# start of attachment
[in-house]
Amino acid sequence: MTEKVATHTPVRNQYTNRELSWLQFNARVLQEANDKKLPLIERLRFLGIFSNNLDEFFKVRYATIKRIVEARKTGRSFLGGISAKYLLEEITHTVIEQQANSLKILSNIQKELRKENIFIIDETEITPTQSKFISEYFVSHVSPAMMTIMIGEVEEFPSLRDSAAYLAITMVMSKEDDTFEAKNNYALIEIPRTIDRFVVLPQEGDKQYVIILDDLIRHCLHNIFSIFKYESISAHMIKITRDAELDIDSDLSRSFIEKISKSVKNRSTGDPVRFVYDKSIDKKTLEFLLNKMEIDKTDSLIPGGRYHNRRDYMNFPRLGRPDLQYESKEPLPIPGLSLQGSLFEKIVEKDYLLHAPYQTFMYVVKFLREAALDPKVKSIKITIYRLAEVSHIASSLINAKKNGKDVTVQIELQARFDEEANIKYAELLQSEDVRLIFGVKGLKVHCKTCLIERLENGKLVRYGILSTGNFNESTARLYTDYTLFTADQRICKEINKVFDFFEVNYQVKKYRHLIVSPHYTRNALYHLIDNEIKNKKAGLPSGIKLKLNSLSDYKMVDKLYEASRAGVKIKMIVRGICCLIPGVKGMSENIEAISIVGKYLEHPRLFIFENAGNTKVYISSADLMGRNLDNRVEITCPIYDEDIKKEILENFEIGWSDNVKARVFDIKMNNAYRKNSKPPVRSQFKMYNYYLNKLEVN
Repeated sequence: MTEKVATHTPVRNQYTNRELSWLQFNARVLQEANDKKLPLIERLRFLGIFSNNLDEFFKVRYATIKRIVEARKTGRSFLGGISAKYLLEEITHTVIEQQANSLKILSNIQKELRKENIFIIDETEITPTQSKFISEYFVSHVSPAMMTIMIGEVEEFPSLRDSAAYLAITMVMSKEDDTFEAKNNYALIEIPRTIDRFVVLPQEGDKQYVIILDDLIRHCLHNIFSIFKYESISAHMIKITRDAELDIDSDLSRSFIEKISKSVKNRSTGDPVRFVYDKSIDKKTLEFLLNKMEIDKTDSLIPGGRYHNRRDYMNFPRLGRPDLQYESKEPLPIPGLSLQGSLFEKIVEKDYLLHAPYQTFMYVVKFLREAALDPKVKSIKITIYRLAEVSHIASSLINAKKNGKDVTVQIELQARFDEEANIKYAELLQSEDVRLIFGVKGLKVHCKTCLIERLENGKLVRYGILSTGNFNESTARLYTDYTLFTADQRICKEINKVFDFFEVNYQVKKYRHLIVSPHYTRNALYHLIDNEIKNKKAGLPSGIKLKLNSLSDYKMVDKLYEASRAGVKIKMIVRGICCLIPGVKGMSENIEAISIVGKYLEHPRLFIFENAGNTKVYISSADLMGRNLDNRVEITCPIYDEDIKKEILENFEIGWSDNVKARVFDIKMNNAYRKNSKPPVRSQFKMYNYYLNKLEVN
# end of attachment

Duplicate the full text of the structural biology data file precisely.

[in-house]
Amino acid sequence: MTEKVATHTPVRNQYTNRELSWLQFNARVLQEANDKKLPLIERLRFLGIFSNNLDEFFKVRYATIKRIVEARKTGRSFLGGISAKYLLEEITHTVIEQQANSLKILSNIQKELRKENIFIIDETEITPTQSKFISEYFVSHVSPAMMTIMIGEVEEFPSLRDSAAYLAITMVMSKEDDTFEAKNNYALIEIPRTIDRFVVLPQEGDKQYVIILDDLIRHCLHNIFSIFKYESISAHMIKITRDAELDIDSDLSRSFIEKISKSVKNRSTGDPVRFVYDKSIDKKTLEFLLNKMEIDKTDSLIPGGRYHNRRDYMNFPRLGRPDLQYESKEPLPIPGLSLQGSLFEKIVEKDYLLHAPYQTFMYVVKFLREAALDPKVKSIKITIYRLAEVSHIASSLINAKKNGKDVTVQIELQARFDEEANIKYAELLQSEDVRLIFGVKGLKVHCKTCLIERLENGKLVRYGILSTGNFNESTARLYTDYTLFTADQRICKEINKVFDFFEVNYQVKKYRHLIVSPHYTRNALYHLIDNEIKNKKAGLPSGIKLKLNSLSDYKMVDKLYEASRAGVKIKMIVRGICCLIPGVKGMSENIEAISIVGKYLEHPRLFIFENAGNTKVYISSADLMGRNLDNRVEITCPIYDEDIKKEILENFEIGWSDNVKARVFDIKMNNAYRKNSKPPVRSQFKMYNYYLNKLEVN
Repeated sequence: MTEKVATHTPVRNQYTNRELSWLQFNARVLQEANDKKLPLIERLRFLGIFSNNLDEFFKVRYATIKRIVEARKTGRSFLGGISAKYLLEEITHTVIEQQANSLKILSNIQKELRKENIFIIDETEITPTQSKFISEYFVSHVSPAMMTIMIGEVEEFPSLRDSAAYLAITMVMSKEDDTFEAKNNYALIEIPRTIDRFVVLPQEGDKQYVIILDDLIRHCLHNIFSIFKYESISAHMIKITRDAELDIDSDLSRSFIEKISKSVKNRSTGDPVRFVYDKSIDKKTLEFLLNKMEIDKTDSLIPGGRYHNRRDYMNFPRLGRPDLQYESKEPLPIPGLSLQGSLFEKIVEKDYLLHAPYQTFMYVVKFLREAALDPKVKSIKITIYRLAEVSHIASSLINAKKNGKDVTVQIELQARFDEEANIKYAELLQSEDVRLIFGVKGLKVHCKTCLIERLENGKLVRYGILSTGNFNESTARLYTDYTLFTADQRICKEINKVFDFFEVNYQVKKYRHLIVSPHYTRNALYHLIDNEIKNKKAGLPSGIKLKLNSLSDYKMVDKLYEASRAGVKIKMIVRGICCLIPGVKGMSENIEAISIVGKYLEHPRLFIFENAGNTKVYISSADLMGRNLDNRVEITCPIYDEDIKKEILENFEIGWSDNVKARVFDIKMNNAYRKNSKPPVRSQFKMYNYYLNKLEVN